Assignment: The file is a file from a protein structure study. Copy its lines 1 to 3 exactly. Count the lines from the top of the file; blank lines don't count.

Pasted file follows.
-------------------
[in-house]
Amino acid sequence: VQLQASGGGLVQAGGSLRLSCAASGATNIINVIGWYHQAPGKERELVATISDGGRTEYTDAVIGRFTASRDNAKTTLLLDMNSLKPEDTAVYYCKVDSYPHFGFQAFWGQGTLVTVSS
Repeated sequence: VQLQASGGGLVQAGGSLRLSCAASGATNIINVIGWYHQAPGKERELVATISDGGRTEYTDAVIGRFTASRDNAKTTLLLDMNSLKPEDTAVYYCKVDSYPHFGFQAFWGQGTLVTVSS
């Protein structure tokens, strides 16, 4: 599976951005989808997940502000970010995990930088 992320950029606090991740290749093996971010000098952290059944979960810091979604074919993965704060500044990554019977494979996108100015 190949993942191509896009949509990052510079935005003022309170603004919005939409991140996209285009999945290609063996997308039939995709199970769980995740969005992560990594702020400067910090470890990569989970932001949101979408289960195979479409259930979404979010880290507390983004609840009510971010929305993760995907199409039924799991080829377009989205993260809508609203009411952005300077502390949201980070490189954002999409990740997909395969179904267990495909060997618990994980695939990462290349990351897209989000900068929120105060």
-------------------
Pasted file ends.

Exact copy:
[in-house]
Amino acid sequence: VQLQASGGGLVQAGGSLRLSCAASGATNIINVIGWYHQAPGKERELVATISDGGRTEYTDAVIGRFTASRDNAKTTLLLDMNSLKPEDTAVYYCKVDSYPHFGFQAFWGQGTLVTVSS
Repeated sequence: VQLQASGGGLVQAGGSLRLSCAASGATNIINVIGWYHQAPGKERELVATISDGGRTEYTDAVIGRFTASRDNAKTTLLLDMNSLKPEDTAVYYCKVDSYPHFGFQAFWGQGTLVTVSS